How to Eat Your Way Through Vietnam
When you are not out trekking through the mountains of Sapa, paddling amongst lime karsts of Halong Bay or sliding down the sand dunes of Mui Ne, be sure to indulge in the variant cuisines specific to each region.
Introductions First: Food Tours with Locals
Whether you are flying into Ho Chi Minh City (Saigon) or Hanoi, you will find plenty of operators offering their take of a food tour. Honestly, I’ve never been let down with any of the companies I’ve trusted to take me around. Even if you are a veteran traveler, joining a tour is the best way to get a feel for it all.
Hanoi Street Food Tour guides travelers through the intense network of alleyways that make up Hanoi’s Old Quarter. Without a guide you can easily get lost, plus you’ll most likely walk past the best bowl of Pho or Bun Cha without even knowing it. If you are not into walking, then opt for a food tour while riding on the back of a scooter. Motorbikes are how most Vietnamese get around the city and tours offered by Saigon Food Tour will take you to experience the authentic food life at night.
Noodles, Noodles, and More Noodles!
Vietnam is known for noodle soups of so many variations. Pho is the most common noodle dish known to most travelers. You can usually find a delicious bowl of this at any street vendor for $1-2 dollars. If one bowl doesn’t fill you, simply ask for more and take in the sites around.
Once you’ve had your fair share of Pho, seek out the other delicious noodle dishes on hand. Bun Bo Hue is a beef noodle soup that originated from its namesake city, Hue. The noodles are thicker and rounder and the broth is a mixture of lemongrass, shrimp paste, and sugar with a little bit of chili oil mixed in. Bun Rieu is more common in the south and a must try dish. This tomato based broth is cooked with shrimp and crab paste, tamarind and eggs, and served either pork or freshwater crabs. If you want the true local experience, go with the pork-crab combo!
Leave the Utensils at Home and Get Your Hands Involved
One of the great things about Vietnamese food culture is that you rarely use forks and spoons. Chopsticks are offered at every restaurant and usually present challenges to the newbies. However there are a few dishes that leave the chopsticks behind and go all fingers in!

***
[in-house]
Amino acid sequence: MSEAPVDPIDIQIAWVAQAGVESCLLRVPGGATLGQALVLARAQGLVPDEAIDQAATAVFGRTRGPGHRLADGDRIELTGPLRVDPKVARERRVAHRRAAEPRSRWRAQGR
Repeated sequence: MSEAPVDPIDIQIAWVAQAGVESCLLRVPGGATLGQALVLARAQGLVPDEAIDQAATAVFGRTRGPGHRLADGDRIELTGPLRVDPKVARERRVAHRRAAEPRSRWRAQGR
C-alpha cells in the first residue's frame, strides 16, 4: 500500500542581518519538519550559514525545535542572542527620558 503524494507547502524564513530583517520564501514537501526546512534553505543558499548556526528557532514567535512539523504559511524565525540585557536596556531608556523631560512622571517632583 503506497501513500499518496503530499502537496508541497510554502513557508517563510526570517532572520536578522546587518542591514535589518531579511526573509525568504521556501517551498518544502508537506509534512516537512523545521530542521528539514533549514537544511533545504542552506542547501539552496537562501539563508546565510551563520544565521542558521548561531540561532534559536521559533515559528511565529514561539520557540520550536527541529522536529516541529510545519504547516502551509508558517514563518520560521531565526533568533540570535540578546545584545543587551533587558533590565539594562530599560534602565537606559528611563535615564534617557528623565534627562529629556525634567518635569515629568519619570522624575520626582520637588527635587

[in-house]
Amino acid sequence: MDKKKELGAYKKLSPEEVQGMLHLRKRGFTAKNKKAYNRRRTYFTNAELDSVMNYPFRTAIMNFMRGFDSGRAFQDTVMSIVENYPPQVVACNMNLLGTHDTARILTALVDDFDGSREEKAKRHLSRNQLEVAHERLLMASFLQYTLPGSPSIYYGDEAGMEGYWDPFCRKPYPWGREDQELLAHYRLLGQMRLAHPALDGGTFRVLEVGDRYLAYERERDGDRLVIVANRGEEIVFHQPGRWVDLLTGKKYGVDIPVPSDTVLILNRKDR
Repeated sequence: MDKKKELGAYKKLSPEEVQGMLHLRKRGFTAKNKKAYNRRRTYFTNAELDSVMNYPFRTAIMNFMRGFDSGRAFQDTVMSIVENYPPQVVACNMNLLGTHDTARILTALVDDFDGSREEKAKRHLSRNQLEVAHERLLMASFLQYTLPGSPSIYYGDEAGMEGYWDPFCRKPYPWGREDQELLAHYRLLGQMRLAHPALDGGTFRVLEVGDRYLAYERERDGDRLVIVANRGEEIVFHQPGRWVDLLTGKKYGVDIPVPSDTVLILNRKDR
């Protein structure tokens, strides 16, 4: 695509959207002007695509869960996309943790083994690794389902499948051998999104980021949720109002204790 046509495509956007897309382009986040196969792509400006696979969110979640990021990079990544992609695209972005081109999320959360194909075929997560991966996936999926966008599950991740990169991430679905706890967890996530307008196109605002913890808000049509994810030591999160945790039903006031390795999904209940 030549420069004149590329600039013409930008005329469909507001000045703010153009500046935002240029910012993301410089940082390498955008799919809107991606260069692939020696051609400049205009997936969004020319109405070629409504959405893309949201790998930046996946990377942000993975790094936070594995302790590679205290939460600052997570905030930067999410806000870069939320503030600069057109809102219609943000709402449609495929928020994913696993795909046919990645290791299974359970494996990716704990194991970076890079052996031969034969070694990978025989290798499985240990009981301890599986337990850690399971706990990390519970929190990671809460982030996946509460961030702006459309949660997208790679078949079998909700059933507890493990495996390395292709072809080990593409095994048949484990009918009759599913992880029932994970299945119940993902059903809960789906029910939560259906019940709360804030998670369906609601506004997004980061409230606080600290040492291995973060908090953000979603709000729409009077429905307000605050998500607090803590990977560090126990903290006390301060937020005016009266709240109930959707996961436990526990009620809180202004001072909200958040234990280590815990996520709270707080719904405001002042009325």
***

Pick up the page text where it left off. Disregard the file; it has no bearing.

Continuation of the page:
The simplest or most familiar one to start with is grilled seafood. These vendors can be found all over the country considering Vietnam has a coastline spanning over 3,000 kilometers. If you want the freshest seafood then head to the shores of Da Nang or Nha Trang, where you can purchase fresh clams, crabs, shrimp, and squid daily.
Banh Xeo, which originates from Central Vietnam, is a savory pancake filled with a mix of ingredients including pork, shrimp and vegetables. These little pancakes are then wrapped in rice paper or rolled up in lettuce and other herbs finished off by dipping them in a peanut sauce.
One last option that is must try and definitely does not involve the use of utensils is Banh Mi. These sandwiches are popular snacks not only for the common backpacker on the go but for also the locals, especially moto taxi drivers. The fresh baguettes are stuffed with meat, cucumbers, cilantro, chilies and an assortment of other ingredients. Trust me when I say you will fall in love with these.
An article about what to eat in Vietnam can go on and on without an end in sight. Much like your appetite when traveling through this amazing country. Vietnamese cuisine is intertwined with the different cultures you’ll come across on your journey inside this Southeast Asian haven for foodies. Just remember, if you left Vietnam on an empty stomach, then you definitely did yourself wrong.